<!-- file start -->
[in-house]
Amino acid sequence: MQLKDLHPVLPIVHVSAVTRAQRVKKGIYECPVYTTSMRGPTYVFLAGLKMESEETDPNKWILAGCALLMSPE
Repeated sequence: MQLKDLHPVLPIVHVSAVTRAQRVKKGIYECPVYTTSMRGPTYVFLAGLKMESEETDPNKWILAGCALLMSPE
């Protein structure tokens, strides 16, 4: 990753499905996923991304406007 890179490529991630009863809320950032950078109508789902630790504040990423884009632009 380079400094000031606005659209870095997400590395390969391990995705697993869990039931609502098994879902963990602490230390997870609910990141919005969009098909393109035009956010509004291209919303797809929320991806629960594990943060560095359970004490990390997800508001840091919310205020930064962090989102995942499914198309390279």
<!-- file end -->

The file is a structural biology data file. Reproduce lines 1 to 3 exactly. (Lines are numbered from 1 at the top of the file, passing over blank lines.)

[in-house]
Amino acid sequence: MQLKDLHPVLPIVHVSAVTRAQRVKKGIYECPVYTTSMRGPTYVFLAGLKMESEETDPNKWILAGCALLMSPE
Repeated sequence: MQLKDLHPVLPIVHVSAVTRAQRVKKGIYECPVYTTSMRGPTYVFLAGLKMESEETDPNKWILAGCALLMSPE